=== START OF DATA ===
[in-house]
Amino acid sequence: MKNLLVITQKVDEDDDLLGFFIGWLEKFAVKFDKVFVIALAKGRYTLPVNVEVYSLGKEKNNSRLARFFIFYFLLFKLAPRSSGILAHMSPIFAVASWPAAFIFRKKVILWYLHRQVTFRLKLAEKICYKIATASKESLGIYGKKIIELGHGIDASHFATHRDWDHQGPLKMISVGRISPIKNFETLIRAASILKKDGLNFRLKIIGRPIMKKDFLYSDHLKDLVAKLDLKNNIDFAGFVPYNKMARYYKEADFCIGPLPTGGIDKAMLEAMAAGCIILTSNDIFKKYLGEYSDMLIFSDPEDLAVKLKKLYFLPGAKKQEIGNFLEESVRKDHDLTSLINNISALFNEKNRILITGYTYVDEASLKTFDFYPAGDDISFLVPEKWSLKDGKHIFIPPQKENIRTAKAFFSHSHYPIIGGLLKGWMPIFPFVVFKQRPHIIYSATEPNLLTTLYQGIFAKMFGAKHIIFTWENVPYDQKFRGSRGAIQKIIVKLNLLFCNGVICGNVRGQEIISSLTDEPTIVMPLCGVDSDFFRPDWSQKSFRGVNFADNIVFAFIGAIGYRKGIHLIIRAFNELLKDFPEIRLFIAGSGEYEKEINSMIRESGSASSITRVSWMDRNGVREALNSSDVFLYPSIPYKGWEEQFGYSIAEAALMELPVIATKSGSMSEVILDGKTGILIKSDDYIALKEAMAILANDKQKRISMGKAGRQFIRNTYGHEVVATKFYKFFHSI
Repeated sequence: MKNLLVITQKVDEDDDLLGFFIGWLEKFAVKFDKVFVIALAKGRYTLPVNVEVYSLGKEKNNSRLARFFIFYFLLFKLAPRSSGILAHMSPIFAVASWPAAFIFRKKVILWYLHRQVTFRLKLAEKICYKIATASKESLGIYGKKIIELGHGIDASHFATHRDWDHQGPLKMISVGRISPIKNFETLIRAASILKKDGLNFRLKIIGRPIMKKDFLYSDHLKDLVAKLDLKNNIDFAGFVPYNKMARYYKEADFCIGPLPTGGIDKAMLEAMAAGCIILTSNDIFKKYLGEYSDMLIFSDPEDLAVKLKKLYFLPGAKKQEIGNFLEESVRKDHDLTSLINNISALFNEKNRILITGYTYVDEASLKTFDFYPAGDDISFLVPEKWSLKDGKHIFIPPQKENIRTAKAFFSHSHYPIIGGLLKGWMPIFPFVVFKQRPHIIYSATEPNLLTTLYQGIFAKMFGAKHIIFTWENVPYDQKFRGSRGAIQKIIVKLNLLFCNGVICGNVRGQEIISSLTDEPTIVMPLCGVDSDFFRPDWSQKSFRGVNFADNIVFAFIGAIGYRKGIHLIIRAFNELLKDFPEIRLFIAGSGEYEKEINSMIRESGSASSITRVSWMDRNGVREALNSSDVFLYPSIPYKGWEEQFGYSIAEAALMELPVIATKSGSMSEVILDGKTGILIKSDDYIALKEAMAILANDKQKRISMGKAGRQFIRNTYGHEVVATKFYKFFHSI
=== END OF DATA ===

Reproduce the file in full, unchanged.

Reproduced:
[in-house]
Amino acid sequence: MKNLLVITQKVDEDDDLLGFFIGWLEKFAVKFDKVFVIALAKGRYTLPVNVEVYSLGKEKNNSRLARFFIFYFLLFKLAPRSSGILAHMSPIFAVASWPAAFIFRKKVILWYLHRQVTFRLKLAEKICYKIATASKESLGIYGKKIIELGHGIDASHFATHRDWDHQGPLKMISVGRISPIKNFETLIRAASILKKDGLNFRLKIIGRPIMKKDFLYSDHLKDLVAKLDLKNNIDFAGFVPYNKMARYYKEADFCIGPLPTGGIDKAMLEAMAAGCIILTSNDIFKKYLGEYSDMLIFSDPEDLAVKLKKLYFLPGAKKQEIGNFLEESVRKDHDLTSLINNISALFNEKNRILITGYTYVDEASLKTFDFYPAGDDISFLVPEKWSLKDGKHIFIPPQKENIRTAKAFFSHSHYPIIGGLLKGWMPIFPFVVFKQRPHIIYSATEPNLLTTLYQGIFAKMFGAKHIIFTWENVPYDQKFRGSRGAIQKIIVKLNLLFCNGVICGNVRGQEIISSLTDEPTIVMPLCGVDSDFFRPDWSQKSFRGVNFADNIVFAFIGAIGYRKGIHLIIRAFNELLKDFPEIRLFIAGSGEYEKEINSMIRESGSASSITRVSWMDRNGVREALNSSDVFLYPSIPYKGWEEQFGYSIAEAALMELPVIATKSGSMSEVILDGKTGILIKSDDYIALKEAMAILANDKQKRISMGKAGRQFIRNTYGHEVVATKFYKFFHSI
Repeated sequence: MKNLLVITQKVDEDDDLLGFFIGWLEKFAVKFDKVFVIALAKGRYTLPVNVEVYSLGKEKNNSRLARFFIFYFLLFKLAPRSSGILAHMSPIFAVASWPAAFIFRKKVILWYLHRQVTFRLKLAEKICYKIATASKESLGIYGKKIIELGHGIDASHFATHRDWDHQGPLKMISVGRISPIKNFETLIRAASILKKDGLNFRLKIIGRPIMKKDFLYSDHLKDLVAKLDLKNNIDFAGFVPYNKMARYYKEADFCIGPLPTGGIDKAMLEAMAAGCIILTSNDIFKKYLGEYSDMLIFSDPEDLAVKLKKLYFLPGAKKQEIGNFLEESVRKDHDLTSLINNISALFNEKNRILITGYTYVDEASLKTFDFYPAGDDISFLVPEKWSLKDGKHIFIPPQKENIRTAKAFFSHSHYPIIGGLLKGWMPIFPFVVFKQRPHIIYSATEPNLLTTLYQGIFAKMFGAKHIIFTWENVPYDQKFRGSRGAIQKIIVKLNLLFCNGVICGNVRGQEIISSLTDEPTIVMPLCGVDSDFFRPDWSQKSFRGVNFADNIVFAFIGAIGYRKGIHLIIRAFNELLKDFPEIRLFIAGSGEYEKEINSMIRESGSASSITRVSWMDRNGVREALNSSDVFLYPSIPYKGWEEQFGYSIAEAALMELPVIATKSGSMSEVILDGKTGILIKSDDYIALKEAMAILANDKQKRISMGKAGRQFIRNTYGHEVVATKFYKFFHSI